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Nepal in numbers

OVERALL CHILD POPULATION (under 18yrs)

11.3 MILLION

2million

NUMBER OF
WORKING CHILDREN

15%

CHILDREN LIVING BELOW THE POVERTY LINE

10%

MARRIED AS CHILDREN

1990

year ratified

CONVENTION ON THE
RIGHTS OF THE CHILD

Disability focus

Number of disabled children in Nepal

1.7

Million children
are disabled

The realities of life in Nepal

For many, Nepal conjures up images of exhilerating treks through breathtaking landscapes, with Mount Everest at its heart. It is a beautiful country which gains income through tourism and which many people aspire to visit.

Beyond the tourist centres, Nepal faces many challenge. Access to services, already limited by poor infrastructure, was further seriously damaged by huge earthquakes in 2015. Extreme poverty means fragmented families and displaced children struggle to reunite and rates of trafficking and exploitation are high, and it is these children that ChildHope’s work focuses on in Nepal.

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THROUGH OUR PARTNERS WE HELPED

72,121

CHILDREN LAST YEAR 

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Voice of Children (VOC)

OUR GOAL: VOC stands and advocates for the street and sexually abused children to offer them opportunities to develop their full potentials for social reintegration in a caring and protective environment.


LAST YEAR WE HELPED CHILDREN IN THE FOLLOWING AREAS

Protection from Violence
27,066
Promoting Participation
24,376
Access to Education
19,710

Voice of Children (VOC) has been working with children living/working in the street focusing to rescue, rehabilitate, and then reintegrate them into their families & communities by improving their life skills & capacity for their self sustainability.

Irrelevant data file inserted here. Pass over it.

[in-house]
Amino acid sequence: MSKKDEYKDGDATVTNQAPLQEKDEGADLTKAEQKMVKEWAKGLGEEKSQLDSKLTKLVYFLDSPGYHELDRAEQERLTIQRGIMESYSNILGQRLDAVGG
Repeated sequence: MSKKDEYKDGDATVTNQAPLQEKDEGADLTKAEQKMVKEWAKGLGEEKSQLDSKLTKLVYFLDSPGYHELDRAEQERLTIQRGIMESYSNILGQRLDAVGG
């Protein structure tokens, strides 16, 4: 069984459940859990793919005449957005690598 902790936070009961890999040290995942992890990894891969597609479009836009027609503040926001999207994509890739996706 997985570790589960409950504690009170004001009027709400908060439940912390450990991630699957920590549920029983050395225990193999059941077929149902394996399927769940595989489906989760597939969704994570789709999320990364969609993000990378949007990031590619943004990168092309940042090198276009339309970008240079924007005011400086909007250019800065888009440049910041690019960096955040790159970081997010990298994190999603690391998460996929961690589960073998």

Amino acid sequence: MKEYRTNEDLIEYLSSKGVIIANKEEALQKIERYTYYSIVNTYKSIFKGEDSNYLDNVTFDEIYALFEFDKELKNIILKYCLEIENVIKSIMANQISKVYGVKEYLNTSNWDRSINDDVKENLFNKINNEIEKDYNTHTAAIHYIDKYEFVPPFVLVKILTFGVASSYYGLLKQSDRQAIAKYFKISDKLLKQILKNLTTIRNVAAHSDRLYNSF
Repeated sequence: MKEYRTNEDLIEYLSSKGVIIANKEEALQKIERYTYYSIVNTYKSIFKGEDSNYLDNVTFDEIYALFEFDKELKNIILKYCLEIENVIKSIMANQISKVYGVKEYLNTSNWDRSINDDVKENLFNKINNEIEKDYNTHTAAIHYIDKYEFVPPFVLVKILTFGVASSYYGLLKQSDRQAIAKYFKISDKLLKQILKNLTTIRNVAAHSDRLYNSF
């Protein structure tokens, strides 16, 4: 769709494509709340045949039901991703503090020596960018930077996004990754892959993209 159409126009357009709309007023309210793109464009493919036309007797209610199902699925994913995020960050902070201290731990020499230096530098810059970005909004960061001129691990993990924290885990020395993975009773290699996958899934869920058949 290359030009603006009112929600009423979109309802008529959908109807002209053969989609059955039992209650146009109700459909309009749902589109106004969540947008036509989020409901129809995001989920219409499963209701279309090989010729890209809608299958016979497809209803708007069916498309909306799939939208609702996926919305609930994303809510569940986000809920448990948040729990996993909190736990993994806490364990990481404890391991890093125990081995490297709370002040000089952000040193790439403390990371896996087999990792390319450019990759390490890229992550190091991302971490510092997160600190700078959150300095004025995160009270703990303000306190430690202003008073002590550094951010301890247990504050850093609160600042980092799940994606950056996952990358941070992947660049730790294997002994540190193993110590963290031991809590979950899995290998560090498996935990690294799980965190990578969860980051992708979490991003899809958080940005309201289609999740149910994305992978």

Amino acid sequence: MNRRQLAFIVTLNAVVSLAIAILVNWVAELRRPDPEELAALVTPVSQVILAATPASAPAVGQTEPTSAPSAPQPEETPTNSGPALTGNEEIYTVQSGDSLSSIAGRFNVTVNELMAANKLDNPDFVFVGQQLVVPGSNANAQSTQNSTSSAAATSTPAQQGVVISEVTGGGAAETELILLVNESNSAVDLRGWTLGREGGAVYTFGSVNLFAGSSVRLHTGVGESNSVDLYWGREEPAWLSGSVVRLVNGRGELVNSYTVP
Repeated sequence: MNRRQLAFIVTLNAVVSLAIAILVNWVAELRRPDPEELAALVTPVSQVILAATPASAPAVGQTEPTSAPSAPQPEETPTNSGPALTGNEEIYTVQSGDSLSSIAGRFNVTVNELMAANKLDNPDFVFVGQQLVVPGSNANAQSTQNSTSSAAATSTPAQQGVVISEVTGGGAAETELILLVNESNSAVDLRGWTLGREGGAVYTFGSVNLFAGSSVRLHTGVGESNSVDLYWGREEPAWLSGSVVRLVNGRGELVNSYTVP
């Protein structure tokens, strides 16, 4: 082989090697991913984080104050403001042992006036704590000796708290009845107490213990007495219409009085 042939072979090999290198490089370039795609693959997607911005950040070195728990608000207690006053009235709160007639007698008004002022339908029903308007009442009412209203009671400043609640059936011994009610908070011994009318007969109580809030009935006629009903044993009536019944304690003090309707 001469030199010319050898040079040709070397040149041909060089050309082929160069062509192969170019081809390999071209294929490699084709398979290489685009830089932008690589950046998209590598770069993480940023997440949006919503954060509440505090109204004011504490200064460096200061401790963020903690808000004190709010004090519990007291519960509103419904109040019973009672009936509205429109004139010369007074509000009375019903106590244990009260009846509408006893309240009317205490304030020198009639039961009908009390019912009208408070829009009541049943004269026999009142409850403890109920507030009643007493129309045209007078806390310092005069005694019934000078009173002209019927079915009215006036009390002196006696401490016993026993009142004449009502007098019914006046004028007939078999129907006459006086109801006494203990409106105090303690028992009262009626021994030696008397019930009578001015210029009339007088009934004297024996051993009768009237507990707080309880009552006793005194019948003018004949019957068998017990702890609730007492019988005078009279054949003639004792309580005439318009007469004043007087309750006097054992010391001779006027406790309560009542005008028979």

VOC also works with the families living in urban poor/slum areas to empower and develop their capacity in order to prevent their children coming in the streets. It raises awareness on child sexual abuse and rescue victims offering legal, social and psychological support to them and their families.

Hope and rehabilitation earthquake survivors

Nepals 2015 earthquake claimed more than 8000 lives and left tens of thousands of people living in makeshift shelters, unable to return to their damaged homes. But thanks to our project, some of the most vulnerable families will be able to resume living normal lives.

Shakti Samuha

Shakti Samuha (SS) began in 1996 and was registered in 2000. Since 1996, they have been organising and empowering returning trafficking survivors by providing shelter, legal aid, vocational training and counselling. SS have also set up Adolescent Girls Groups based in the poorest communities in order to pass on the message about the dangers of trafficking. Now SS are reaching out to rural districts where trafficking is prevalent, helping to keep women safe and make a united stand against the traffickers.

Goal: The goal of Shakti Samuha is to establish a progressive society, devoid of trafficking and other kinds of violence against women.

International Awards for Shakti Samuha on Anti-Trafficking and ending Modern Day Slavery

With and for Girls, Star Foundation UK 2016

Ramon Magsaysay Award, Philippine Government 2013

Hero acting to end Modern Day Slavery, US Government 2011 Sha

Trafficking in Nepal 

‘Slavery’ is not an historical phenomenon, in Nepal it is believed that 234,600 people are victims of Modern Day Slavery (MDS) such as trafficking for sexual exploitation, domestic work, forced labour or early marriage.

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